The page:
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- Author or Editor: Anson E. Thompson x
Plants with a compact growth habit have been identified in populations of Cuphea leptopoda Hemsley. The primary morphological effect has been shown to be conditioned by a single recessive gene, designated si for shortened internodes. Short internodes on compact plants result in reduced length of the main stem, reduced number and length of both primary and secondary branches, and reduced flowering resulting from a decrease in number of flowers per node on the main stem and branches. The compact growth habit and more concentrated flowering of the shortened-internode plants may have horticultural and agronomic value in new interspecific hybrids being developed.
In the June 1982 issue of HortScience (2), Cecil Blackwell, Executive Director of the American Society for Horticultural Science, wrote a Viewpoint article strongly supporting an amendment to the ASHS By-Laws establishing an International Affairs Division. He emphasized that the Society's commitments to international horticulture were long-standing and that the purposes of the Society are to promote and encourage national and international interest in scientific research and education in horticulture throughout all its branches. The International Affairs Division officially was established by a vote of the Members at the 79th Annual Business Meeting of the Society held on 12 Aug. 1982 at Ames, Iowa.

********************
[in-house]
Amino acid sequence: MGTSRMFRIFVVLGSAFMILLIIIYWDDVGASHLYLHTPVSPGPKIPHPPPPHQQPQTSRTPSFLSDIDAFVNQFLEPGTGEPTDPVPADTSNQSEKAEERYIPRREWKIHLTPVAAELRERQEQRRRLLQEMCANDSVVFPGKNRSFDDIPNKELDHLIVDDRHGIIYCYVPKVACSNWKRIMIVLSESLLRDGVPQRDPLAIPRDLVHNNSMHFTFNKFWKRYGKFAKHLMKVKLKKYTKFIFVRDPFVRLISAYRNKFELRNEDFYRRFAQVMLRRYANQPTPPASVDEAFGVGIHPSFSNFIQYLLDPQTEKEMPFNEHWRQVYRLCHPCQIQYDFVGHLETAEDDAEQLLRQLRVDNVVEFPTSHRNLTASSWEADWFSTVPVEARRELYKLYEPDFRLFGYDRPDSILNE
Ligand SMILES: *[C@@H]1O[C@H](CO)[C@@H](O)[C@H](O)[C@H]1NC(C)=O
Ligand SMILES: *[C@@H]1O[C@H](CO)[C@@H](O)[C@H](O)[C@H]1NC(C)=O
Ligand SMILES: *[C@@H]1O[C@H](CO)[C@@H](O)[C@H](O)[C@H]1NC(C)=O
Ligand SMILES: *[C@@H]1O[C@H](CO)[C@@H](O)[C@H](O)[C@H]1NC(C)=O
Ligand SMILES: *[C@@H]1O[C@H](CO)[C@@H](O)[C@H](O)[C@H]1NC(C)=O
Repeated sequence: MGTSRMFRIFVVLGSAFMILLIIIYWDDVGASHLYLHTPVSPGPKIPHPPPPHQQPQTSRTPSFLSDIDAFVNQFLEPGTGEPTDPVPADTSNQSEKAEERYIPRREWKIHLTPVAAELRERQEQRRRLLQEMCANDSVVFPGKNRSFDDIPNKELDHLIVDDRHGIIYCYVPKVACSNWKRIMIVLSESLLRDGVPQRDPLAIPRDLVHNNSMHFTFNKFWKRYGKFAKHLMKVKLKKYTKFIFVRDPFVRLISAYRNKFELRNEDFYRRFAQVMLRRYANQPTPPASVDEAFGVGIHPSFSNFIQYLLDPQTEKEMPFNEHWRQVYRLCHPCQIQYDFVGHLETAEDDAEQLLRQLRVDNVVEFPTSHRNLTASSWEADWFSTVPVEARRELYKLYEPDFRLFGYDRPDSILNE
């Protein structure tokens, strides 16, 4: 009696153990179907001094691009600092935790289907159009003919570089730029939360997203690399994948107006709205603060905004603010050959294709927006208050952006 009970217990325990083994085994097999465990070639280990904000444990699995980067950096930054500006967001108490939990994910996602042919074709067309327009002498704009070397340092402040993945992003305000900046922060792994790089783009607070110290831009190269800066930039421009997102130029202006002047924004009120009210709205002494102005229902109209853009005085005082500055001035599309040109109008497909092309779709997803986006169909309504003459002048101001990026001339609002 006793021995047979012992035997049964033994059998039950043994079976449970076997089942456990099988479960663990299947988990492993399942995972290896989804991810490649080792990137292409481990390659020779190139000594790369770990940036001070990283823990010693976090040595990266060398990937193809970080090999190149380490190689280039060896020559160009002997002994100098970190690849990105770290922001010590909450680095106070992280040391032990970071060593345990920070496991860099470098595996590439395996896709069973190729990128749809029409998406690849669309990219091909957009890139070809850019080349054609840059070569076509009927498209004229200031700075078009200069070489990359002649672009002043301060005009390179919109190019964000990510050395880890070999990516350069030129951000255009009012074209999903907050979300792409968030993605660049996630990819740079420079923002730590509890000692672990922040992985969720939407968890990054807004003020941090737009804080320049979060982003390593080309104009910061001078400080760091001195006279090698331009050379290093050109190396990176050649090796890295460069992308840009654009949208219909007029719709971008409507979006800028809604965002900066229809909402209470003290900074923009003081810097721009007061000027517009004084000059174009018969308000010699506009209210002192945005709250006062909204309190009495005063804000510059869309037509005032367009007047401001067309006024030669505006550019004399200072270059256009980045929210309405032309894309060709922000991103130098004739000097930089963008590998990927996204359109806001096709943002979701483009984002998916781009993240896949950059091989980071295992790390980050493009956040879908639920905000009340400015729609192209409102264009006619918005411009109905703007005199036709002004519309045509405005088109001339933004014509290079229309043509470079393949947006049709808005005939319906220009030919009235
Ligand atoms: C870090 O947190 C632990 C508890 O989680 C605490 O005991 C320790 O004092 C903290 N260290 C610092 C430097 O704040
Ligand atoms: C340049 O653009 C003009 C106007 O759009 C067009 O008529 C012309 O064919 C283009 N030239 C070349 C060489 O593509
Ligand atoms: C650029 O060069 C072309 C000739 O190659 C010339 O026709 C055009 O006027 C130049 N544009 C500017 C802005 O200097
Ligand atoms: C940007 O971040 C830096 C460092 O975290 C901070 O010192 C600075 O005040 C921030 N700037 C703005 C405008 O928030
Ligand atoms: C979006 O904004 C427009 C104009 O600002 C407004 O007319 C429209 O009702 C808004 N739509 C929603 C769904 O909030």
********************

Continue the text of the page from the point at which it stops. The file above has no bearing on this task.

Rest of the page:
Vernonia galamensis (Cass.) Less. (Asteraceae) constitutes a species complex of six subspecies, one of which contains four varieties. Crossing barriers between the subspecies and varieties are being examined. In the analysis of microspore mother cells, no differences in chromosome number (n=9) were found, and meiosis appeared to be normal within and between subspecies. However, an extended delay in time was observed in all subspecies in which chromosomes remained condensed during the post-meiotic tetrad stage. No apparent effect on pollen formation or pollen tube growth was observed from this unusual phenomenon. Self and reciprocal intraspecific crosses are being made, and pollen tube growth into the ovules assessed by fluorescent microscopy. These techniques are being used to characterize self-incompatibility within subspecies and varieties, and to determine the possible barriers to pollen tube growth and autofertility.